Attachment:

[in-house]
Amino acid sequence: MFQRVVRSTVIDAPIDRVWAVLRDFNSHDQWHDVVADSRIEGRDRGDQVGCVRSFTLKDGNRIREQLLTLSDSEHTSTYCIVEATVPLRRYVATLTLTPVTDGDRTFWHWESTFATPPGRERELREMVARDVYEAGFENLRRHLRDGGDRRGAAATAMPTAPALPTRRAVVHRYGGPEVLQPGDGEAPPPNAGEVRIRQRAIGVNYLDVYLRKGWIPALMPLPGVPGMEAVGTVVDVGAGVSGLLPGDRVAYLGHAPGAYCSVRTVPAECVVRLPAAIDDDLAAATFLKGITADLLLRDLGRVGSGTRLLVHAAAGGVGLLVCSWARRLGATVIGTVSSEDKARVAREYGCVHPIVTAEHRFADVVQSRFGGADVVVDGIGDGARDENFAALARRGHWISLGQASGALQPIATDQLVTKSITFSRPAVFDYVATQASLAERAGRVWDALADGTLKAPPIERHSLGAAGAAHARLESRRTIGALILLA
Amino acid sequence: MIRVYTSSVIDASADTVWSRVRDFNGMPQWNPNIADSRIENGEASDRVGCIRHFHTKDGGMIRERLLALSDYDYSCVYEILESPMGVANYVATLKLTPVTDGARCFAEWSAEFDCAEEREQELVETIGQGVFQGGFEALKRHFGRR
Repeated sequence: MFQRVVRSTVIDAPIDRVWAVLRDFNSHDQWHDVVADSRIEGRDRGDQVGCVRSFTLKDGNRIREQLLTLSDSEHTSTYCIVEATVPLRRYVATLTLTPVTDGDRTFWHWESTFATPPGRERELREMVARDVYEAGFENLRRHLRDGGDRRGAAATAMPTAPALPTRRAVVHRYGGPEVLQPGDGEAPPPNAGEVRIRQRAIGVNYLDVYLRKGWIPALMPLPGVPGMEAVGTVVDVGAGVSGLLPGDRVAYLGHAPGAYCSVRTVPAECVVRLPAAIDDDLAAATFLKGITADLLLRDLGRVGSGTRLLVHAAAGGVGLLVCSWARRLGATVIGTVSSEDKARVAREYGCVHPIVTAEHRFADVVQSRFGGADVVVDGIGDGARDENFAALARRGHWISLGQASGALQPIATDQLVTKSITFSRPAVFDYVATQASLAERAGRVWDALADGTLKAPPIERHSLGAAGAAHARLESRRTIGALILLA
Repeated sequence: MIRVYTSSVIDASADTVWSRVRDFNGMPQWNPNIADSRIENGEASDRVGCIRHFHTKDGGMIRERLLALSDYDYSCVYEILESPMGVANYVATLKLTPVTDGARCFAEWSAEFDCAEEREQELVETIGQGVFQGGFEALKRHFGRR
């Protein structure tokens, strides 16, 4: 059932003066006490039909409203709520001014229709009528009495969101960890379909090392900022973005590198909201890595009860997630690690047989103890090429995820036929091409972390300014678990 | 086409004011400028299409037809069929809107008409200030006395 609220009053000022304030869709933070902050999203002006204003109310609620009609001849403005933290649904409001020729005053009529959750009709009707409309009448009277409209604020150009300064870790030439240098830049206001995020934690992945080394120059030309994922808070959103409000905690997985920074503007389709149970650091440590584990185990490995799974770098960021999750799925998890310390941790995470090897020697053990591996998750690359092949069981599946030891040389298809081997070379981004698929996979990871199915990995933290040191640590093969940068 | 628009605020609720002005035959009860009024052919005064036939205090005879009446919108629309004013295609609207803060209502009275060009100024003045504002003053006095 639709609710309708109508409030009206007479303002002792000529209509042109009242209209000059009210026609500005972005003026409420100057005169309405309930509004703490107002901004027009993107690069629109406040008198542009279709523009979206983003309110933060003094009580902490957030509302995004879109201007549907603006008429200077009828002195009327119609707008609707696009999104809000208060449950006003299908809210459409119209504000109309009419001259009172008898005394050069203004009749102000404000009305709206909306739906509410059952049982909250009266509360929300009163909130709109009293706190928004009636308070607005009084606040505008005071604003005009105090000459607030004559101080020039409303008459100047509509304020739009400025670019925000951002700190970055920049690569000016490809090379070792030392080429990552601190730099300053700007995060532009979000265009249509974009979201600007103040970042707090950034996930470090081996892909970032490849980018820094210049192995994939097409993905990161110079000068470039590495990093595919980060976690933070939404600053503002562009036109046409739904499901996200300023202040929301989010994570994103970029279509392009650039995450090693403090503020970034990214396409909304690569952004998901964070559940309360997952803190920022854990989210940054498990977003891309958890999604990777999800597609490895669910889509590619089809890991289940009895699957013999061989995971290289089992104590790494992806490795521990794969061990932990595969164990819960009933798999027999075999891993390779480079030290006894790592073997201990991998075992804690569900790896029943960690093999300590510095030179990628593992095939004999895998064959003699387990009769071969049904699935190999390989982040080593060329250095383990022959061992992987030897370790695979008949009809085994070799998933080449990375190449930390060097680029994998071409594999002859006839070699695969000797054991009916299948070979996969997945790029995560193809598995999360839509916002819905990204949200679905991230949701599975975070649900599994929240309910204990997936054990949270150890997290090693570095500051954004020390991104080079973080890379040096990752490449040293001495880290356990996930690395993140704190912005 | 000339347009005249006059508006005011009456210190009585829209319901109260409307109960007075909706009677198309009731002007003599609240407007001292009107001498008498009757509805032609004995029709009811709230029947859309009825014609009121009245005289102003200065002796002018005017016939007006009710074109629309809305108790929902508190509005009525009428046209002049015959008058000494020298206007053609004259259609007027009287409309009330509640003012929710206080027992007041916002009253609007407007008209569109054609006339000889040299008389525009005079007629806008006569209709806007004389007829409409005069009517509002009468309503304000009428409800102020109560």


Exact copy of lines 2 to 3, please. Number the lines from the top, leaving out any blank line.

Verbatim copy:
Amino acid sequence: MFQRVVRSTVIDAPIDRVWAVLRDFNSHDQWHDVVADSRIEGRDRGDQVGCVRSFTLKDGNRIREQLLTLSDSEHTSTYCIVEATVPLRRYVATLTLTPVTDGDRTFWHWESTFATPPGRERELREMVARDVYEAGFENLRRHLRDGGDRRGAAATAMPTAPALPTRRAVVHRYGGPEVLQPGDGEAPPPNAGEVRIRQRAIGVNYLDVYLRKGWIPALMPLPGVPGMEAVGTVVDVGAGVSGLLPGDRVAYLGHAPGAYCSVRTVPAECVVRLPAAIDDDLAAATFLKGITADLLLRDLGRVGSGTRLLVHAAAGGVGLLVCSWARRLGATVIGTVSSEDKARVAREYGCVHPIVTAEHRFADVVQSRFGGADVVVDGIGDGARDENFAALARRGHWISLGQASGALQPIATDQLVTKSITFSRPAVFDYVATQASLAERAGRVWDALADGTLKAPPIERHSLGAAGAAHARLESRRTIGALILLA
Amino acid sequence: MIRVYTSSVIDASADTVWSRVRDFNGMPQWNPNIADSRIENGEASDRVGCIRHFHTKDGGMIRERLLALSDYDYSCVYEILESPMGVANYVATLKLTPVTDGARCFAEWSAEFDCAEEREQELVETIGQGVFQGGFEALKRHFGRR